Young people are increasingly not having families because of the cost of living and childcare, a psychotherapist has said.
Similar to other European countries, Ireland’s birth rate has plummeted over the past few decades; in 1965, Irish women had an average of four children each but by 2018 that number had dropped to 1.75.
Psychotherapist Margaret O’Connor helps people decide if parenthood is for them and said money worries come up again and again.
“It can show up in lots of different ways,” she told Lunchtime Live.
“It depends on each person’s situation.
“If you’re in precarious employment, if you have a short-term contract or [work] contract to contract, it’s really hard to plan.
“It’s really hard to save [and] that might make it difficult to have suitable accommodation, to have a mortgage, to buy a house.
“They go together, so obviously finance impacts a lot of other areas of life but it’s a real cause of concern for people.”
To listener Cathy, it is an argument that feels all too familiar.
“If you’re a renter in Dublin, if you’re a single person with one income, even if you earn the average industrial wage, you’re still sort of locked out from a mortgage because of the huge cost of one,” she said.
“So, you’re stuck renting and I know from my friends who have children, the cost of childcare is as expensive as their mortgage.
“A lot of people are struggling with cost of living increases, inflation and it’s a sum that I can’t square.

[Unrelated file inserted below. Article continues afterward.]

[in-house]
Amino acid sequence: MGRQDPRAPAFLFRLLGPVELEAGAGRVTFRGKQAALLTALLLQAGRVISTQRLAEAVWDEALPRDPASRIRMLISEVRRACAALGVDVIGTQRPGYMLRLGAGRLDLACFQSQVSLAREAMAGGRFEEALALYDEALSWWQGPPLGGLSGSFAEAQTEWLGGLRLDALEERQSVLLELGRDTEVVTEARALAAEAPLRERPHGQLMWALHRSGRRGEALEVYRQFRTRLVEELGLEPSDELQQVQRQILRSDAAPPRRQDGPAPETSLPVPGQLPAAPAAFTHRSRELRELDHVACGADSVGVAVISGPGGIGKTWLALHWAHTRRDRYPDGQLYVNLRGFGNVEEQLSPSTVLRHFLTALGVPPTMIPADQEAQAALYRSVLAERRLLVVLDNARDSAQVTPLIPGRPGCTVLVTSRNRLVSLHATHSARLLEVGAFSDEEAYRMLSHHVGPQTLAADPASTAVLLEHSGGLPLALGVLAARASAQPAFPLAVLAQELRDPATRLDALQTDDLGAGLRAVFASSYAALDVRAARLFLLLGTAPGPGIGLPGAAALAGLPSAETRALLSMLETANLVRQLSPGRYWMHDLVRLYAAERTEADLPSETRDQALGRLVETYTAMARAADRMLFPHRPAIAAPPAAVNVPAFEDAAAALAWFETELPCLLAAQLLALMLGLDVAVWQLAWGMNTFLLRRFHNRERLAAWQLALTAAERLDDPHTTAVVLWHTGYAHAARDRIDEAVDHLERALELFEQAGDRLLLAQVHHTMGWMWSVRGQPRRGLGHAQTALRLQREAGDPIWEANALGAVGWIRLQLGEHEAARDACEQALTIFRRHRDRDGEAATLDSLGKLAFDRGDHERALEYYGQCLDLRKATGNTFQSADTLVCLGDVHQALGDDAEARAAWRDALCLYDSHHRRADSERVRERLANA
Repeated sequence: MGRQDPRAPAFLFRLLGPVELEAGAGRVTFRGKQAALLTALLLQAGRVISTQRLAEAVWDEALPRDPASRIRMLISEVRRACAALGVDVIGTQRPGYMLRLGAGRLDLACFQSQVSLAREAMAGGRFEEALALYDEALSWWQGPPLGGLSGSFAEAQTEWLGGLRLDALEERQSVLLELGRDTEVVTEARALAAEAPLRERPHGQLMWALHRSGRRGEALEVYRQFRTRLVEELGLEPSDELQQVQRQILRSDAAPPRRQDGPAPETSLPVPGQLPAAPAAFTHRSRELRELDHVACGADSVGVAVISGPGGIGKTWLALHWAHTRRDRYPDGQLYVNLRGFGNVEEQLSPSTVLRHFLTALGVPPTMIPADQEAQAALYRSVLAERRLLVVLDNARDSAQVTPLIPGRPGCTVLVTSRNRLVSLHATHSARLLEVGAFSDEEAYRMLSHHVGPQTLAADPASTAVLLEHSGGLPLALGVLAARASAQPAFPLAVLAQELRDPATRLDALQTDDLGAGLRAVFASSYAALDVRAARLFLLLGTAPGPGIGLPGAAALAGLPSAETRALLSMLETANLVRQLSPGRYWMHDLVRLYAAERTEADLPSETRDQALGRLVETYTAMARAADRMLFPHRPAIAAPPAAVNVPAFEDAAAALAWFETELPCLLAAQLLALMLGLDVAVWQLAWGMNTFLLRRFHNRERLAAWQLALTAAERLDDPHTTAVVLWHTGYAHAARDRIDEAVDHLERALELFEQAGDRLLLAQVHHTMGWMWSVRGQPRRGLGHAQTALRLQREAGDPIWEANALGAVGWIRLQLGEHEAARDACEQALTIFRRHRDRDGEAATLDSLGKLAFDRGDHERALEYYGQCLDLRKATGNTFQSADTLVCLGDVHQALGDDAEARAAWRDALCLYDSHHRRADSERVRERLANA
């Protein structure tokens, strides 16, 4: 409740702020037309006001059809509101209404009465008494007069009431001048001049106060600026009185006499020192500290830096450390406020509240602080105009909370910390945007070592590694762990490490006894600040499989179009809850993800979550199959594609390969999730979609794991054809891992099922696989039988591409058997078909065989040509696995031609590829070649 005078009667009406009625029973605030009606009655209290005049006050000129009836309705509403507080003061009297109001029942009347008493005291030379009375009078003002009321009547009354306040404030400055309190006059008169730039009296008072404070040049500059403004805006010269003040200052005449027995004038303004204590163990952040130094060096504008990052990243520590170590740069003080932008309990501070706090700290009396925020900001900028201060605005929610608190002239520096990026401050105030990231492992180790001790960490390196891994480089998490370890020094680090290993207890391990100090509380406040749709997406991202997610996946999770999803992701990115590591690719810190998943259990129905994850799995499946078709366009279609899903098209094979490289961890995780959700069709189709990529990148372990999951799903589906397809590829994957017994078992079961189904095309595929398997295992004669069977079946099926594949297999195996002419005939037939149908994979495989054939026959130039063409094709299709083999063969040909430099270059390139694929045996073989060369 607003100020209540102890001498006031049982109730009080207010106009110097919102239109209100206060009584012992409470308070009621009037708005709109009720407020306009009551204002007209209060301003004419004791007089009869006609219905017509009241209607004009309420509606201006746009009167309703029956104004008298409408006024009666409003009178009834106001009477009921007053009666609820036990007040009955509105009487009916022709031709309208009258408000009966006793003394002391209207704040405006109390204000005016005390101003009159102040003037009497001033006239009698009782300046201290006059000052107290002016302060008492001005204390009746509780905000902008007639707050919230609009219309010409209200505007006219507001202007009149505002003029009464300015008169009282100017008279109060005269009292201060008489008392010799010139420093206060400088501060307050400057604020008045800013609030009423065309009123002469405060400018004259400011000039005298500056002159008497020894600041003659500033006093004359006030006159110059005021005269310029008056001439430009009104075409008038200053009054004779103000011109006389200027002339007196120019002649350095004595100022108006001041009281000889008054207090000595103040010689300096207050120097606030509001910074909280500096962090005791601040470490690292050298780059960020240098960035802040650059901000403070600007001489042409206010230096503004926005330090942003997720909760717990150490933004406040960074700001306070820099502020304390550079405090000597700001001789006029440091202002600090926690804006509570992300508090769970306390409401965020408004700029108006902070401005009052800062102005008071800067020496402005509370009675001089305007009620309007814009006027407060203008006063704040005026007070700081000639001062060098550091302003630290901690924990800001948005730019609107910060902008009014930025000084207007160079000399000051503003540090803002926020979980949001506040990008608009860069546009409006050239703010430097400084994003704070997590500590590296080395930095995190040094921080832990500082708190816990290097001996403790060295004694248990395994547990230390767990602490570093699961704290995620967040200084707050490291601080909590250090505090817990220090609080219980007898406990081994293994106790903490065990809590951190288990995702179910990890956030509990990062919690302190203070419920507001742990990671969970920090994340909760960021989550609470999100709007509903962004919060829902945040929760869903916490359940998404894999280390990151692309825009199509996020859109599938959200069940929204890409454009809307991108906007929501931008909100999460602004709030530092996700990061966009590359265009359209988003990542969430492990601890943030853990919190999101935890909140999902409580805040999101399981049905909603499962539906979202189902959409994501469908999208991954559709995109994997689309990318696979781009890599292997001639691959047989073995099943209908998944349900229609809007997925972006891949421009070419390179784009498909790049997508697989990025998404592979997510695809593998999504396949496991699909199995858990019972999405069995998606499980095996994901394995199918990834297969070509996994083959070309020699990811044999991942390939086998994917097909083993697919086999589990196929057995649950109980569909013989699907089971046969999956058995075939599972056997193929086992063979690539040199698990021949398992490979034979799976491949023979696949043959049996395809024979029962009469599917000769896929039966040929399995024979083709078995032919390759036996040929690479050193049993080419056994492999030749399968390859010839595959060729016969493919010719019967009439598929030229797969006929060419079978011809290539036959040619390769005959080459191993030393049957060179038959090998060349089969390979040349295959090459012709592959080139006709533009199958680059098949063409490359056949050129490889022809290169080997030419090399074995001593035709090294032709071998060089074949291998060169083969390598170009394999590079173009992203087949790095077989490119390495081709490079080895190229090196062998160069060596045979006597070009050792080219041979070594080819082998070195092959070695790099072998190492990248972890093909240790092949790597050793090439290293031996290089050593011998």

“I don’t know how I could manage going on maternity leave; I’d have to put a child into childcare almost straight away after maternity leave.”
Even if she can afford it at some point in the future, Cathy said it might be too late.
“By the time I get to the stage in the career ladder where I might be economically able to support a child by myself - or if I met someone, who knows - I would be too old to have a child by the time I’m financially able to,” she said.
Laya Healthcare have estimated the cost of raising a child from birth until their 21st birthday is €105,321 and one texter said they had decided not to grow their family because of cost.
“My husband and I had a discussion about this lately,” they said.
“We’ve one child and would love to give her a sibling but between childcare and the cost of living, we just can’t afford another one.
“There’s a whole generation of people missing out on siblings.”
Main image: Children walking to school with their parents.